Cities have long been seen as symbols of opportunity—yet, historically, Black communities (and other marginalized groups) have been excluded from shaping them.
I began to contemplate this exclusion back when I lived in Toronto’s west end with four generations of women in my family.
On Sundays my grandmother coerced me into the kitchen for cooking lessons and unsolicited advice for “capturing a good man.” I mostly bit my tongue because the food and stories were exceptional. She mapped her personal narrative atop of the city’s grid: Kensington Market was her favourite place for haggling fish mongers into exhaustion; she sang in a small but jubilant Pentecostal church choir located in a strip mall; and she folded bed linens in a mercilessly hot hotel laundry in the city’s core. Although her stories were rooted in specific places, my grandmother didn’t have a sense of how the larger city worked nor the opportunity to shape its processes.
My grandmother did what Black women have historically done within the margins: she used what was available to create place for herself and those around her. From plantations to refugee camps, Black women have taken on a disproportionately large community-building role. This distinction arises from various matriarchal cultures that approach community building outside of Western gender norms. It can also be seen in the high number of single mother-led households, a long-term effect from colonial plantation policies, which prevented enslaved Black people from forming solid family units. These complex geopolitical realties continue to influence the ways in which Black women re-imagine space in cities.
Women planting food gardens instead of rose bushes in their front yards. Women transforming porches and stoops into neighbourhood hair-braiding stations. Women selling aromatic food in empty parking lots at the city’s neglected edges.
The sheer brilliance of these women and the spaces they created are rarely recognized within urbanism fields, which inform the way cities are developed and planned.
In the early part of my career in placemaking—which takes a multi-faceted approach to the planning, design and management of public spaces—I remember excitedly referencing these women’s innovative examples of creating place. Time and again, I was dismissed. This seemed curious to me, because Black culture has made and continues to make a tremendous contribution to the character, prosperity and edge of contemporary cities. But I persisted, and over the years, I began to observe a positive shift to the embrace of an approach to urbanism that considers neighbourhood knowledge and social equity.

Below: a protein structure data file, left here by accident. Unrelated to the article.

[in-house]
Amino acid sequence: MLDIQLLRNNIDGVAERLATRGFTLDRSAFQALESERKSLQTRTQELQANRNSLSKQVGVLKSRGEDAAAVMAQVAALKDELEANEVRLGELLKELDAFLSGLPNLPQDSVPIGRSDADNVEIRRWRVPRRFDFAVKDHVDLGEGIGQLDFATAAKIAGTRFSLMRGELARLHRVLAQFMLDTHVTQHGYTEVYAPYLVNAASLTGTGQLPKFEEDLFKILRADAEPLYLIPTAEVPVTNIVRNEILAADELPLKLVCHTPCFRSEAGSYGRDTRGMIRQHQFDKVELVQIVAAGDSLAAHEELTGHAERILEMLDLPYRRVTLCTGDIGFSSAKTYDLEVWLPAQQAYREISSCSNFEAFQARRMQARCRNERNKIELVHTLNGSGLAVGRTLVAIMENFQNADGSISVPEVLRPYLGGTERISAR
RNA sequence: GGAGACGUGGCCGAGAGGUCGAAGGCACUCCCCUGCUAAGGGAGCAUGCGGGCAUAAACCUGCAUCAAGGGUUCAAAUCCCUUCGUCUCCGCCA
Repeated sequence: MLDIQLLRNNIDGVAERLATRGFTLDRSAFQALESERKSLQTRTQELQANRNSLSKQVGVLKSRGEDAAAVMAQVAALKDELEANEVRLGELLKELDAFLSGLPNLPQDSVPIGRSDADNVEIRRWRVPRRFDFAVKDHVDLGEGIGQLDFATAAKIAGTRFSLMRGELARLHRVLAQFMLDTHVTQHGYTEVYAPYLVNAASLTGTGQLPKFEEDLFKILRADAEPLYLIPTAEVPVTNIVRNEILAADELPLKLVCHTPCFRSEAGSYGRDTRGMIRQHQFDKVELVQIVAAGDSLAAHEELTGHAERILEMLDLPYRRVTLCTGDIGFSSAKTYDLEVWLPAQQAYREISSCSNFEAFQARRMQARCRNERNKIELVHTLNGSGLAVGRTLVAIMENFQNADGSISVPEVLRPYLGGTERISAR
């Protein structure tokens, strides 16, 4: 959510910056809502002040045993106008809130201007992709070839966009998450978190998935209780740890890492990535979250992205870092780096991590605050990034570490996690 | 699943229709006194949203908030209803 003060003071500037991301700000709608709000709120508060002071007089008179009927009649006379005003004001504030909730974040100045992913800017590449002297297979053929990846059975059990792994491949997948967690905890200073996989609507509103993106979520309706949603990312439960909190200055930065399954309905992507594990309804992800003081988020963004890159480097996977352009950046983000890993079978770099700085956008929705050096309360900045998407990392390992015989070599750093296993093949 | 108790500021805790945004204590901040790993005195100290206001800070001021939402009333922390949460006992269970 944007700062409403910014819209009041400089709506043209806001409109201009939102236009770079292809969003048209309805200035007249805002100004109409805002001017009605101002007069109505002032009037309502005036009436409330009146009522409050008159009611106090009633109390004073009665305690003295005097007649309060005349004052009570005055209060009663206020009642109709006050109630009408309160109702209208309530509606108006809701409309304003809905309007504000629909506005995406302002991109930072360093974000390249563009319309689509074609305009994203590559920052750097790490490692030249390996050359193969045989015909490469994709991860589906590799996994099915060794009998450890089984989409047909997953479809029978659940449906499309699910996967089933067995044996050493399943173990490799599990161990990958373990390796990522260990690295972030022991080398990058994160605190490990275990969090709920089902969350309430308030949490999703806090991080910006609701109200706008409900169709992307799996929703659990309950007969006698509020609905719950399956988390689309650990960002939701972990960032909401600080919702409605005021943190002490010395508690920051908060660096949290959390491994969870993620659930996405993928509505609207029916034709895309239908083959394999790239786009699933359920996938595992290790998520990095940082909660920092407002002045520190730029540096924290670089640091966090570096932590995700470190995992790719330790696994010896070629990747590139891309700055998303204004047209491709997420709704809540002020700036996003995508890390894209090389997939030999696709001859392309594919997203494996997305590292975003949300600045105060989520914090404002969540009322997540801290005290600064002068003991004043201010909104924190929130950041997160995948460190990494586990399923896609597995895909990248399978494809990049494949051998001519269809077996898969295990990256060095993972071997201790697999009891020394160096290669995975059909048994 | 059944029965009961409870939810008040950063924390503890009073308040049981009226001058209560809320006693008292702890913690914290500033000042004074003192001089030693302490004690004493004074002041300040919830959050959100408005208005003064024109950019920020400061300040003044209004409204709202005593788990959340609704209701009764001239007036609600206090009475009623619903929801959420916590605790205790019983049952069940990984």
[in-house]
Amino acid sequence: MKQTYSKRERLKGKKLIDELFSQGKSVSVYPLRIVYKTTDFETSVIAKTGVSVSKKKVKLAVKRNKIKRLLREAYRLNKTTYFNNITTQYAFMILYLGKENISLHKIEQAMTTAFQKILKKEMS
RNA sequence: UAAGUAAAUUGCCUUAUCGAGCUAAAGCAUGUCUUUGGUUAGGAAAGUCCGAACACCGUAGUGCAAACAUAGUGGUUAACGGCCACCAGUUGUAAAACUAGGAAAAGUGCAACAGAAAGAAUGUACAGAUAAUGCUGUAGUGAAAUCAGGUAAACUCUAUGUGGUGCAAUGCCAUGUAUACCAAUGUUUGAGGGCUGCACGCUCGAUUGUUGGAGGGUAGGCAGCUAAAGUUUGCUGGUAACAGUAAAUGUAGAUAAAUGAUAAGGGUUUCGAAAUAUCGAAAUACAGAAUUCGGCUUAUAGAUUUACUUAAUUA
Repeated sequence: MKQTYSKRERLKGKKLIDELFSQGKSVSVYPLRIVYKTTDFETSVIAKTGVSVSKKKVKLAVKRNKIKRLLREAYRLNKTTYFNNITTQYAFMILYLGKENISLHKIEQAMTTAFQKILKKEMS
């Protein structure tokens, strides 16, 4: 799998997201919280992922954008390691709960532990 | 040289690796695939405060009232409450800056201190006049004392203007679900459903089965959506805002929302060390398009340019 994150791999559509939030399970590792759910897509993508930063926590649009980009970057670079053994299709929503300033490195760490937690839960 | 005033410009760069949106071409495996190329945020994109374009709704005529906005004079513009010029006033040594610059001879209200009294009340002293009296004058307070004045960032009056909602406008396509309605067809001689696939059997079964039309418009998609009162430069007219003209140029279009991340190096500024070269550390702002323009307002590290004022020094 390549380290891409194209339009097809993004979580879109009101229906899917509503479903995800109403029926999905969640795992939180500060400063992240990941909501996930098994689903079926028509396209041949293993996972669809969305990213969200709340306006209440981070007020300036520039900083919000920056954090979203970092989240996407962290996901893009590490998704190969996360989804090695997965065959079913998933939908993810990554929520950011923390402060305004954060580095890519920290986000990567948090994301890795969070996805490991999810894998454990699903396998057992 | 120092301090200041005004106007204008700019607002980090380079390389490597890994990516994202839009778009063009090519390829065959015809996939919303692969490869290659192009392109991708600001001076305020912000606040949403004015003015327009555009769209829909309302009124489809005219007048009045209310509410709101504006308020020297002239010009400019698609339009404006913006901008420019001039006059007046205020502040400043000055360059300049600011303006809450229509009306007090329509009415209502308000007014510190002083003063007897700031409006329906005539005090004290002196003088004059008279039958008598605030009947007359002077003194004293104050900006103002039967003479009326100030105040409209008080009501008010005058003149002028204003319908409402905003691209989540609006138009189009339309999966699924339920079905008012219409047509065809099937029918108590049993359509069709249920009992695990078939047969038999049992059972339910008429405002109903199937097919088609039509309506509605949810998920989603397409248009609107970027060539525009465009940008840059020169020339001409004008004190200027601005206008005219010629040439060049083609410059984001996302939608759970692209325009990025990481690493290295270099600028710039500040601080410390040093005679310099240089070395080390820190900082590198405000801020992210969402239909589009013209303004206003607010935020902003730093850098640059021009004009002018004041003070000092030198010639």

Today, I’m sitting at more tables with women and people from racialized backgrounds. A small, but growing number of these professionals actually look like me. And like me, they bring with them a deep respect for the ways our elders have created place within cities, as well as the insights they have shared for how to cultivate resilience and joy in the margins. However, we want to play a greater role in shaping our lives and the broader city around us. This isn’t a specific thing that is exclusive to Black women urbanists, rather it signals part of a larger movement of co-creating cities where everyone thrives.
From co-leading major architectural design projects to involving the wider community in shaping public spaces, here are six examples of Black women city-builders doing exceptional work.
Habon Ali is an urban planner based in Toronto
My siblings and I grew up spending our long summer days in a tiny backyard in Toronto’s west end. Despite its size, we found a way to carve up the space into unique zones. One summer we set up a make-shift ant hospital in the north end of the yard, an open-air school house for dolls in the south and a high-speed transportation corridor (a rope swing) along the east!
I now realize that this ability to re-imagine space was the precursor to my career in urban planning. In 2009, I was selected to participate in a DiverseCity Fellowship organized by Civic Action. The program brings together 25 city builders and rising leaders from a range of sectors, and provides participants with opportunities to work on personal leadership goals while building a network of civic-minded peers.
During the fellowship I was introduced to a few individuals working in urban planning and development fields who also came from diverse ethnic backgrounds. Like most, I knew very little about urban planning as a profession, but was intrigued by some of the unique challenges these planners faced in their careers. Engaging communities that reflected their own ethnic backgrounds in formal planning processes seemed to be an ongoing issue. Ensuring that their work could also recognize and accommodate the unique cultural differences within these communities, while supporting broader city-building values, was also of great importance, but complex in application. As a Black, visible Muslim I was eager to learn more about their work.
Two years, and a master’s degree later, I found myself working in the industry. I’m motivated by the incredible energy of the people in this city. Toronto is a city of great potential and we are finding new ways of leveraging our city’s assets and talents. As we embrace new opportunities and continue to attract investment, I think we must focus on ensuring that all of our communities have the ability to benefit from this growth, so that we can work to address the gap in physical infrastructure and supports that are needed in underserved neighbourhoods.